Vows are a very personal experience for a couple, even though they often are spoken before a crowd of people.
I have seen A LOT of different kinds of vows, from short and sweet to long and winding testaments of love. I have also seen couples struggle to pen right words, or to find the courage to speak them.
Often, they are concerned about tears and ‘losing it’ in front of loved ones. But those kind of vows can be the most heartfelt and charming. There’s really nothing to be embarrassed about.
One solution to getting through your vows is do them in a repeat-after-the-officiant style. But if you have your heart set on creating and reading unique vows to read, my advice is always to write your vows down.
Why personal vows?
Personal vows are a wonderful way to express your love on your wedding day. Contained within those vows are the seeds of dreams to come true, and intentions for your married life. For many people, vows are the hallmark of the wedding ceremony. Imprinted in many of a mind is the romantic image of a loving couple looking deeply into one another’s eyes and calmly vowing their love and devotion on their wedding day.
Why then do many brides and grooms find themselves in the not-so-romantic mode of tearing their hair out at the 11th hour trying to transport feelings from their hearts and minds onto a blank piece of paper? Because even though love may come naturally, vow writing or public speaking may not. Writer’s block and performance anxiety about wedding vows are not uncommon. It can be little scary when you think of pouring your heart out on paper, and then speaking it to you beloved in front of everyone you know.
It’s important to realize that personalized vows are meant to provide a sacred moment in which you can express your truest feeling for each other. When you are speaking to one another at the altar, you really do go into an “altered state” and the rest of the world fades away. The vows you speak don’t have to be personally written – rather, you can “borrow” them from other sources. They are not meant to be a theater piece to impress or entertain others. And they should not stress you out! However, if the thought petrifies you, give some thought to how much you each want to speak during the wedding, or if you feel you will be too nervous to utter more than “I do!.”
If you are up for exchanging vows, would you prefer traditional, classic vows, or more modern and personal vows? If you will be married in a traditional religious ceremony, you may be asked to speak classic traditional religious vows. In a non-denominational or interfaith ceremony, you can be more creative. Whenever possible, select an officiant who will support you in expressing vows the way you feel most comfortable and speak with your officiant in advance about where vows fit into your ceremony.
- Ways to say I love you. There are many ways to weave vows into your ceremony. For example, your vows can be repeat-after-the-officiant style or they can be read to one another. You can utter them as part of your I dos, or speak them when you exchange rings. You can each decide on different vow, or share the same vows. You can even speak the same vow to one another simultaneously; or you can read from one long vow or statement, with bride and groom alternating lines. If you don’t want to say much, you can include the promises you would like to make in a longer question of intent, to which you only have to answer “I do.” Never try to memorize your vows (unless you are an actor, public speaker, or memory genius). On your wedding day, the mind goes into Wedding La-La Land and short term memory can be short-circuited by nerves. It’s too much to ask of yourself.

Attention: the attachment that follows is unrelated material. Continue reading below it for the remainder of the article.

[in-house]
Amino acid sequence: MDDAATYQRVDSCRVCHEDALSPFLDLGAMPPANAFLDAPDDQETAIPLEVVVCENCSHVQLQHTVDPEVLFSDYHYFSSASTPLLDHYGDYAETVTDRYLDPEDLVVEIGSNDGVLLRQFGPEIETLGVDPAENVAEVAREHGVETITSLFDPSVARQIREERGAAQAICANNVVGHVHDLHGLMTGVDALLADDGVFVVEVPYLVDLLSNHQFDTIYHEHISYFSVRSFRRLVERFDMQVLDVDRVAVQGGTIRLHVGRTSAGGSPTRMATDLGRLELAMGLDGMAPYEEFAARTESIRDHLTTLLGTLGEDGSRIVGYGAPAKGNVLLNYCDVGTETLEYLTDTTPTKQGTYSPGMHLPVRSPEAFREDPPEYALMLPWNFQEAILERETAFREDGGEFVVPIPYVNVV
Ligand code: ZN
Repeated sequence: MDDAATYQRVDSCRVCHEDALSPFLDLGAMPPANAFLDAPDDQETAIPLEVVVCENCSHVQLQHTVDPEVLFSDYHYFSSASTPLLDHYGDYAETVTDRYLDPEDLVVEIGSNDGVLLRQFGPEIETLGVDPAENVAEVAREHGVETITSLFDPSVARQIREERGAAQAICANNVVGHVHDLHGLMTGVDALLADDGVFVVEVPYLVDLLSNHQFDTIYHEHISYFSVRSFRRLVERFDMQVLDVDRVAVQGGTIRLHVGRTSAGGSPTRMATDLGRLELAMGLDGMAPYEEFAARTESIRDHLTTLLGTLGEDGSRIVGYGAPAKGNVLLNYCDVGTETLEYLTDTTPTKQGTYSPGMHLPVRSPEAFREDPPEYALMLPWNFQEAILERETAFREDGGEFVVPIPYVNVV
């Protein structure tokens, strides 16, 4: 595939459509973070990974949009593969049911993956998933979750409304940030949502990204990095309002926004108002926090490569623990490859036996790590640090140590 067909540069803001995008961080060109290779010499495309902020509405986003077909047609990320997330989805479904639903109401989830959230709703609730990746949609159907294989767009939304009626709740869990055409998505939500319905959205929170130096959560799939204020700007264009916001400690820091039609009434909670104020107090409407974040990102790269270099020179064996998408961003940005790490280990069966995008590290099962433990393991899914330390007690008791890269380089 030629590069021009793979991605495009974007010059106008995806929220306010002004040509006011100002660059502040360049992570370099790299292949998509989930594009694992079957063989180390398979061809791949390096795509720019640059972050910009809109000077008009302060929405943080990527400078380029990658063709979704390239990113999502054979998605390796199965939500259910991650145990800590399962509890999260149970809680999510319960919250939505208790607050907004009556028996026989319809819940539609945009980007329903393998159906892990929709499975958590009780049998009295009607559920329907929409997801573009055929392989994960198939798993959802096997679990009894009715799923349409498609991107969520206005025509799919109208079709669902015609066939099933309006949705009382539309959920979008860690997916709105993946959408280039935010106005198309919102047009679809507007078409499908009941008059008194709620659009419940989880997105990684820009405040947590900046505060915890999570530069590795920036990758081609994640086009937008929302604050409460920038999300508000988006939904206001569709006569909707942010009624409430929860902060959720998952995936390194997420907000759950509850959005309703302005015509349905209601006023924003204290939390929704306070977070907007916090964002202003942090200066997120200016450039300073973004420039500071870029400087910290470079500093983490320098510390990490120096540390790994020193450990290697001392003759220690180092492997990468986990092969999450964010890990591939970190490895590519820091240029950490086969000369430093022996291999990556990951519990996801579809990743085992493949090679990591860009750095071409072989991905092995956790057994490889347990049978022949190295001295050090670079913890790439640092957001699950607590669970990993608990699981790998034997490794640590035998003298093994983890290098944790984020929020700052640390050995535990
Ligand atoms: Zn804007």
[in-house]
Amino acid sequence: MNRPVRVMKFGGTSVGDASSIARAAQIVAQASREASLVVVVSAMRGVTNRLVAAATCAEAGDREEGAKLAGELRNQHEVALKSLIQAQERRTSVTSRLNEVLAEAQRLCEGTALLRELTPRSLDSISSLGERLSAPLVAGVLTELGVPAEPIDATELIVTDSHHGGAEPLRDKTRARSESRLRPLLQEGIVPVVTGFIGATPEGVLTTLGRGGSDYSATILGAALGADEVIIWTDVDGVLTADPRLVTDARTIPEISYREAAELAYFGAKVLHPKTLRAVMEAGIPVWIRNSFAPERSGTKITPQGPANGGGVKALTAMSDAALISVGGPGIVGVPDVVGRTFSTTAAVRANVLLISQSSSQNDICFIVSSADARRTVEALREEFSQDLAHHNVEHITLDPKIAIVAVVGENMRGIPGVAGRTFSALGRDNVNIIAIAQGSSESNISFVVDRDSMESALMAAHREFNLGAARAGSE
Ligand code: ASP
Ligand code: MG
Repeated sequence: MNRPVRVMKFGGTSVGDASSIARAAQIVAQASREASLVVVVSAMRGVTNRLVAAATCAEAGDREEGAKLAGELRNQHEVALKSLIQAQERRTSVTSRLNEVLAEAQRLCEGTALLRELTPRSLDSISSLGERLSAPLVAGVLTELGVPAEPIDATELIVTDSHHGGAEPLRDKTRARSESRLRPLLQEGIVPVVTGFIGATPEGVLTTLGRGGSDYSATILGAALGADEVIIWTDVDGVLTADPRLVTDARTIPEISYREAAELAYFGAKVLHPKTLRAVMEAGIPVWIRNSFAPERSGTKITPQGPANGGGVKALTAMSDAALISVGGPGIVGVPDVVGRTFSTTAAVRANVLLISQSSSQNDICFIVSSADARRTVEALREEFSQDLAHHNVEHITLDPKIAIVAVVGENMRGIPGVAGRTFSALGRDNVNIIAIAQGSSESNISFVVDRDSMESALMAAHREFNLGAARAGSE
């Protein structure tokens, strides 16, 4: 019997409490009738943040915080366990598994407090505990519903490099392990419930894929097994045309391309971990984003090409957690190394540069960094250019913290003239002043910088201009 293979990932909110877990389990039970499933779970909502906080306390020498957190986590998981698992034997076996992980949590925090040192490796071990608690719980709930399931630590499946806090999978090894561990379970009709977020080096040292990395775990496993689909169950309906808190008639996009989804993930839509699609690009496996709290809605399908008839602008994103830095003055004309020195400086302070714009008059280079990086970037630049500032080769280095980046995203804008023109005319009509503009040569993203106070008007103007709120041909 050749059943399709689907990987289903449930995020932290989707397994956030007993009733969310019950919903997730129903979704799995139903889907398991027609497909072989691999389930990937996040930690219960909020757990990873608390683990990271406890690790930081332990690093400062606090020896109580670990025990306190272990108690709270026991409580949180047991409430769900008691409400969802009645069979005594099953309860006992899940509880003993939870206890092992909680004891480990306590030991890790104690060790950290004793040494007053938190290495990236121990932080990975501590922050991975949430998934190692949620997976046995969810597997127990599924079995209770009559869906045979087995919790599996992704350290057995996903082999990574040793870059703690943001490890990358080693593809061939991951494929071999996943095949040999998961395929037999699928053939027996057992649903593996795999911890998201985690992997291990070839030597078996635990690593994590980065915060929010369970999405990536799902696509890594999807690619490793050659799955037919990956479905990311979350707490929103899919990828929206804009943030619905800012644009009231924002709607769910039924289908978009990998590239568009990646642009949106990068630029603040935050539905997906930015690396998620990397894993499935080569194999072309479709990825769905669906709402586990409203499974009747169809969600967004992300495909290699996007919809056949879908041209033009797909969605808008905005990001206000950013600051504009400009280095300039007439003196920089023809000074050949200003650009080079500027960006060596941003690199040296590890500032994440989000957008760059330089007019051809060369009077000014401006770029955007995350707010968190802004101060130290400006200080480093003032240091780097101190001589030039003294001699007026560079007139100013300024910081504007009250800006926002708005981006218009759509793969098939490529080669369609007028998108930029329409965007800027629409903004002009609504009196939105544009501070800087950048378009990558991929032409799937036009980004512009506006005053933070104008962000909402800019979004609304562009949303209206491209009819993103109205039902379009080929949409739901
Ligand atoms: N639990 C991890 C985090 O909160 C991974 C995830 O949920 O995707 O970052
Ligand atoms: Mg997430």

- Creative and sacred ways to express your commitment. You can find your vows in poetry, popular songs or even greeting cards. You can also source ideas from the faiths or cultures you were born into. For example, from the Jewish tradition you might want to use the soulful line from Song of Solomon, “I am my beloveds, and my beloved it mine” or talk about the concept of soul mates from the Zohar or the Bible. Some couples adapt vows from the 7 Steps (known as Saptapadi) in the Hindu faith, such as “We will share each other’s joys and sorrows with courage and strength.” You can find lovely material from any spiritual tradition and adapt it into your vows.
- Write your own vows. If you do want to write your own vows, take a moment to reconnect to the energy and magic that made you want to marry this person, and let the feelings flow. Jot down some notes:
- What do you love about this man/woman?
- What feeling pour over you when you think of his/her love for you?
- What are your hopes and dreams for your married life?
- What promises would you like to make?
- Next, write a first draft. Begin by sharing why you love him/her (including cute and funny reasons) and letting him/her know how he/she makes you feel. Next, share things you look forward to experiencing together. Sprinkle in promises you would like to make. Summarize by sharing how grateful you are for his/her love and the opportunity to share your lives. Then go through the first draft; edit or add in new thoughts. Don’t be afraid to use humor – if that’s your style. (“I promise never to change the channel when the Yankee’s are on,” for example).
- Speak from the heart: No matter what kind of vows you choose let your sentiments come from the heart. They do not have to be long. Approach them with a K.I.S.S. (Keep It Simple, Sweetheart) and make them real. Those are the best wedding vows.
Adapted from YOUR PERFECT WEDDING VOWS © Laurie Sue Brockway.